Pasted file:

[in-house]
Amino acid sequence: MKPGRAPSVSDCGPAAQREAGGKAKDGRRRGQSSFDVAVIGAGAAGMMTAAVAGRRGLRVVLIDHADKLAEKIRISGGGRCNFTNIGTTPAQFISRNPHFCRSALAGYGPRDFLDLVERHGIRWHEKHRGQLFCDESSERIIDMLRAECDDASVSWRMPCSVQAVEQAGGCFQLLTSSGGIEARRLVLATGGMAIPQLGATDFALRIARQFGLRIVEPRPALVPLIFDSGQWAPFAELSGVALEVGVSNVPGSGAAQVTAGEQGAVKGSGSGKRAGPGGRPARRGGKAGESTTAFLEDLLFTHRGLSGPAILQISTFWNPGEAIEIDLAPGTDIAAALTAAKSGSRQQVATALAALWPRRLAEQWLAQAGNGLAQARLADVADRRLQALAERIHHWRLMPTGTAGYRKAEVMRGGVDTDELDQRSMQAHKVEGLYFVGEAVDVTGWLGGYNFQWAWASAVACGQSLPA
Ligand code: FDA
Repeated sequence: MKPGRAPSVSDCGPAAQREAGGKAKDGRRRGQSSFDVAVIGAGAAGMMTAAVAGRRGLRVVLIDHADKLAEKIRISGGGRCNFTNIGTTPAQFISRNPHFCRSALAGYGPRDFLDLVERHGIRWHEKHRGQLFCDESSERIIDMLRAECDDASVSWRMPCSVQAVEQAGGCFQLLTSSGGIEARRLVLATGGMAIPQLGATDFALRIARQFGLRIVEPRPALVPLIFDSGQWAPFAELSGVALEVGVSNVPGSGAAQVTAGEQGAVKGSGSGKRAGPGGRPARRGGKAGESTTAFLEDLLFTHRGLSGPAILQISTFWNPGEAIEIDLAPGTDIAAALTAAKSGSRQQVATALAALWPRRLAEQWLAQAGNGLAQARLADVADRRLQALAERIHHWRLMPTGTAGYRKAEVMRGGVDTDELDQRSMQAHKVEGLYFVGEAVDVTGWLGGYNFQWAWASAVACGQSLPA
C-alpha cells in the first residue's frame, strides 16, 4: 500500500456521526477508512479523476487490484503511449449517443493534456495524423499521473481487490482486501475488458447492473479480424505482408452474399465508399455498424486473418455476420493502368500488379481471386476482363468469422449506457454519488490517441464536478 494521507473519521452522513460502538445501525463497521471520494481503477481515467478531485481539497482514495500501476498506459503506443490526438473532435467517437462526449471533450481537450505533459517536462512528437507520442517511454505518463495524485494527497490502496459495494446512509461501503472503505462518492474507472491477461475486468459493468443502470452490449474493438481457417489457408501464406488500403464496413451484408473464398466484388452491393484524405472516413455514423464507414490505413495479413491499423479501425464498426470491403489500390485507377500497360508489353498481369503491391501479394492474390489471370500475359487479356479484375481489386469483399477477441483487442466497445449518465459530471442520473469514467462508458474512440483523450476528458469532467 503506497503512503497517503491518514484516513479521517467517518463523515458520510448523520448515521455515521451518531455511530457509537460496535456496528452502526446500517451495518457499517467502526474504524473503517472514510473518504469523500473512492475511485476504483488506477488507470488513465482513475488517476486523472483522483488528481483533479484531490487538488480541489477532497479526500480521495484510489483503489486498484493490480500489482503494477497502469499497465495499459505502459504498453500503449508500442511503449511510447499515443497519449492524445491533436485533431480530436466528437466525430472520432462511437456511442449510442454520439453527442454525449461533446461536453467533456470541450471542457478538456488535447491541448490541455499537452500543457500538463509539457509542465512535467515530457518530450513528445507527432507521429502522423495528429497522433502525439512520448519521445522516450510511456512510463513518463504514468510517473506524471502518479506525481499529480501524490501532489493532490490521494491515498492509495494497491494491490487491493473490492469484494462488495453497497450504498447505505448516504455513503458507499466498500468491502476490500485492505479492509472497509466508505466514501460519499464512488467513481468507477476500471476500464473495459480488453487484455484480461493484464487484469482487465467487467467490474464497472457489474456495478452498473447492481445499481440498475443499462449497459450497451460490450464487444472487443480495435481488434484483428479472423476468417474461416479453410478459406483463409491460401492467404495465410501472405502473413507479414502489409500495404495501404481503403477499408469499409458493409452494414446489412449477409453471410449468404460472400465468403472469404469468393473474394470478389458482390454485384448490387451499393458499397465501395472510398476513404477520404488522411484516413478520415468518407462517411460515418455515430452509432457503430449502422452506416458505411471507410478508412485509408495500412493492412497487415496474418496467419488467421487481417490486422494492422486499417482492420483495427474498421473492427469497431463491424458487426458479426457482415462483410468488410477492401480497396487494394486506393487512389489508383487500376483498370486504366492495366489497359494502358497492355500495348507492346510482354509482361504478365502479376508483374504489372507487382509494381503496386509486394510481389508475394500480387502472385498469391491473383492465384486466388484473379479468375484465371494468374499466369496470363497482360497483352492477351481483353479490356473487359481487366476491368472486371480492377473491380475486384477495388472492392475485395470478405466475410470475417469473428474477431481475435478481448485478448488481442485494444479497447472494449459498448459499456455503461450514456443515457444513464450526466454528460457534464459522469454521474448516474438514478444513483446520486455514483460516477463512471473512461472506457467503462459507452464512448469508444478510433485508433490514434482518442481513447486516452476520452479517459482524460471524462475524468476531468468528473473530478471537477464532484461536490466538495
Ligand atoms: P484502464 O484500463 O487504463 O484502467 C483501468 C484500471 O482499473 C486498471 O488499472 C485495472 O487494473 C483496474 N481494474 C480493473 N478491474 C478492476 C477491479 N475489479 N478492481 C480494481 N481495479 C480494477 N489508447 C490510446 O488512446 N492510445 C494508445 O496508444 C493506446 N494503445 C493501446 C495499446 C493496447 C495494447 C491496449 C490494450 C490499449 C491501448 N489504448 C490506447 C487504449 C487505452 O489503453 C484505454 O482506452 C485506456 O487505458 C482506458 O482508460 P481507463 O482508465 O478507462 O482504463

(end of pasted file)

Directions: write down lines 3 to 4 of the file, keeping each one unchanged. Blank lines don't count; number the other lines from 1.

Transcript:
Ligand code: FDA
Repeated sequence: MKPGRAPSVSDCGPAAQREAGGKAKDGRRRGQSSFDVAVIGAGAAGMMTAAVAGRRGLRVVLIDHADKLAEKIRISGGGRCNFTNIGTTPAQFISRNPHFCRSALAGYGPRDFLDLVERHGIRWHEKHRGQLFCDESSERIIDMLRAECDDASVSWRMPCSVQAVEQAGGCFQLLTSSGGIEARRLVLATGGMAIPQLGATDFALRIARQFGLRIVEPRPALVPLIFDSGQWAPFAELSGVALEVGVSNVPGSGAAQVTAGEQGAVKGSGSGKRAGPGGRPARRGGKAGESTTAFLEDLLFTHRGLSGPAILQISTFWNPGEAIEIDLAPGTDIAAALTAAKSGSRQQVATALAALWPRRLAEQWLAQAGNGLAQARLADVADRRLQALAERIHHWRLMPTGTAGYRKAEVMRGGVDTDELDQRSMQAHKVEGLYFVGEAVDVTGWLGGYNFQWAWASAVACGQSLPA